Kevin spoke from Luke 18:35-43 TNIV this morning. The last time he spoke was on the healing of the ten lepers in Luke 17:11-19, but this time we looked at the healing of the blind beggar. There are common themes of mercy and praise in both stories.

We are not told if the blind man required assistance to arrive at his regular place of begging or not, but this was clearly his ordinary way of living. An encounter with Jesus was about to change all that. Any encounter we have with Jesus will change us and we are hungry for more, no matter what we have already experienced.

Clearly, the blind man, when hearing all the commotion and being told that it was because of Jesus of Nazareth, had heard something of this man already, for he addressed Him as ‘Jesus, Son of David’. One commentary reminds us that he was blind and could do nothing to improve his situation. He recognised, however, that the Messiah could do something about him and therefore begged Him for mercy – a change to his normal begging for money and food! He was desperate to catch the ear of Jesus, but was rebuked by people for making such a noise. We need to be people who point others in the right direction and who are not stumbling-blocks. In effect, these people were telling the blind man to ‘sit down and shut up’, but his persistence paid off.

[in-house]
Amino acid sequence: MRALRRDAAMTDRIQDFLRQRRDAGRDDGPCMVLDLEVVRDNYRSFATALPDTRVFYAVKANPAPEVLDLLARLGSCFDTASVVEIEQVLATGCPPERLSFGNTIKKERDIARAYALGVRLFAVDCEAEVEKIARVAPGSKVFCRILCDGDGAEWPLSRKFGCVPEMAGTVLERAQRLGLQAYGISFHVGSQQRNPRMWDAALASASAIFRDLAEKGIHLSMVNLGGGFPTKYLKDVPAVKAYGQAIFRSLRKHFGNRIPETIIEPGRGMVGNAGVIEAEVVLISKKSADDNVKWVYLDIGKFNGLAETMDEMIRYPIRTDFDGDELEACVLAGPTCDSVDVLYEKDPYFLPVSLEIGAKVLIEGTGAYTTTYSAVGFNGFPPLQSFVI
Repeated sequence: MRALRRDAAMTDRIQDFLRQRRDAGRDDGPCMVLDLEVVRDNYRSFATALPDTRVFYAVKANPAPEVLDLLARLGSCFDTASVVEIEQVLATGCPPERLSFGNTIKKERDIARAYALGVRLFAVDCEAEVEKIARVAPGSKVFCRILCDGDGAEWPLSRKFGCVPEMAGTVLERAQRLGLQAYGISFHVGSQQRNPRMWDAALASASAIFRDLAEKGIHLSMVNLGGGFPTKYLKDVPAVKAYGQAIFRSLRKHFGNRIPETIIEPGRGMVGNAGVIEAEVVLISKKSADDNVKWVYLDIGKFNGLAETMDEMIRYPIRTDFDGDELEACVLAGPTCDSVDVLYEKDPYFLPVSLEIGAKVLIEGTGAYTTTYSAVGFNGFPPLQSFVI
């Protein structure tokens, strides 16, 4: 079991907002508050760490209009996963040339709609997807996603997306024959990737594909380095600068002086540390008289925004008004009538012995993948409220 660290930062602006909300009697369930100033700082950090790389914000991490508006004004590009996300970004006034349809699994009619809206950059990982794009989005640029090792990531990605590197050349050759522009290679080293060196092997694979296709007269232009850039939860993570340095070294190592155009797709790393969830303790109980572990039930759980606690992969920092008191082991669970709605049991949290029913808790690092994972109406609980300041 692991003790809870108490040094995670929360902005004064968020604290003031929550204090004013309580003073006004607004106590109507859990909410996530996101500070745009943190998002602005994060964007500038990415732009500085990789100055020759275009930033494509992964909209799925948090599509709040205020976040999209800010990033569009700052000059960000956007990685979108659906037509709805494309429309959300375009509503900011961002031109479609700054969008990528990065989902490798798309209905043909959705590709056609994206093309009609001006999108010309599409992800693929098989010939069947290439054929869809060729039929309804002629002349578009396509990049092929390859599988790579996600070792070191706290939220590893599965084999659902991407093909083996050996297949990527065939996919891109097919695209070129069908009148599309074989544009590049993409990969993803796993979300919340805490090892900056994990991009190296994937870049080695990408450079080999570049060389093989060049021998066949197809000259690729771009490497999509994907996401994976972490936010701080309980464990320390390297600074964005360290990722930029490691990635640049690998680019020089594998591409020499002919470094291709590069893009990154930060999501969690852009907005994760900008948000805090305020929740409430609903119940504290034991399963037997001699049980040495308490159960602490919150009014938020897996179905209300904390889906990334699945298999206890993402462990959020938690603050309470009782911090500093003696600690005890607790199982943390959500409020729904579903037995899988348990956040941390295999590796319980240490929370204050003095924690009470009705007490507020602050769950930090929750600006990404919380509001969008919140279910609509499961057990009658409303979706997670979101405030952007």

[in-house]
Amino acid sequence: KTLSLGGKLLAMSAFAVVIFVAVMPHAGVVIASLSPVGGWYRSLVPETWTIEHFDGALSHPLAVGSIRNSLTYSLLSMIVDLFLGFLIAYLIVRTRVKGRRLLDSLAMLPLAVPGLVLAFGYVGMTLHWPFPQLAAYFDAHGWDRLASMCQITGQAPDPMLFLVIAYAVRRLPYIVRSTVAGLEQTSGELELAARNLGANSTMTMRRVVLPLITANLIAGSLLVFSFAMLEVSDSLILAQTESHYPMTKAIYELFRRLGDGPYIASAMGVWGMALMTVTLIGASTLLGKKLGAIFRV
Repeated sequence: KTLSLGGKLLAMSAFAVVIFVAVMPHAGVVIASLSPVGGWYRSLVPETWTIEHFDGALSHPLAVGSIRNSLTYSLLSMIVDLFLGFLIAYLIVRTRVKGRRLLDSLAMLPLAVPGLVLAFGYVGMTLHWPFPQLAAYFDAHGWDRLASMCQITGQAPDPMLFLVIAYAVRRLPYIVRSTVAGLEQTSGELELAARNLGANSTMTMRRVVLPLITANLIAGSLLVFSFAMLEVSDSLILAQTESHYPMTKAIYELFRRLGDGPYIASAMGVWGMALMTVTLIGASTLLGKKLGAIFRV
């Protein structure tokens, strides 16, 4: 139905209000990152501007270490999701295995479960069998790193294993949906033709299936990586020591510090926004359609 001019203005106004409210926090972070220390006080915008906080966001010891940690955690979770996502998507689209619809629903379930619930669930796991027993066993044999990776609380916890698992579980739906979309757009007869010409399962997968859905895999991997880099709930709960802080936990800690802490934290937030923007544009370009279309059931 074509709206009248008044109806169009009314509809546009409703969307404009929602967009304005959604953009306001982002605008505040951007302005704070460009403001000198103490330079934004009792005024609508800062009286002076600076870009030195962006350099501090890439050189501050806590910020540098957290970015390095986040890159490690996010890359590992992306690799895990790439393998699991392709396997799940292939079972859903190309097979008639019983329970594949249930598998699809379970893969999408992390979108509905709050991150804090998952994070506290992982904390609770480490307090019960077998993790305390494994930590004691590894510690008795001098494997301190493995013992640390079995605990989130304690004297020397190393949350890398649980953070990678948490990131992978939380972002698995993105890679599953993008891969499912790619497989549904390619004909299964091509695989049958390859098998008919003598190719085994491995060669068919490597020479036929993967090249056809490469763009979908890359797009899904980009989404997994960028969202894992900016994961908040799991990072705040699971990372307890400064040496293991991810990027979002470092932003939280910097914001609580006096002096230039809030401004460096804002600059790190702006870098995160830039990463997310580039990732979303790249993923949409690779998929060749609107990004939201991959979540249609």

In ice hockey, a play who fouls another is sent to the ‘sin bin’ (a penalty box where a player sits to serve the time of a given penalty, for an offence not severe enough to merit outright expulsion from the contest.) Quite often he will deny any knowledge of the offence and will complain about the punishment until he is told to ‘sit down and shut up!’ If we want something from God, however, we need to overcome opposition that tells us to sit down and shut up and we need to persist in approaching God.

Jesus asked the man ‘What do you want me to do for you?’ (Luke 18:40 TNIV) This profound question cuts through our materialistic longings and reminds us that God is eager to pour out His blessings on us. He is so generous that He frequently asks us this question. The man’s response (‘Lord, I want to see’) shows us that we can be honest with Jesus and articulate to Him all the deepest longings of our hearts. Years of begging were brought to an end by the healing Jesus brought to the man. He received his sight instantly and praised God for this healing, causing others to praise God too. He was no longer a beggar, but was now a follower who opened his heart to the One who had opened his eyes.

When God works in our lives personally, it evokes praise in us. We need to be a thankful people whose response to God’s working in our lives is to stand up and praise!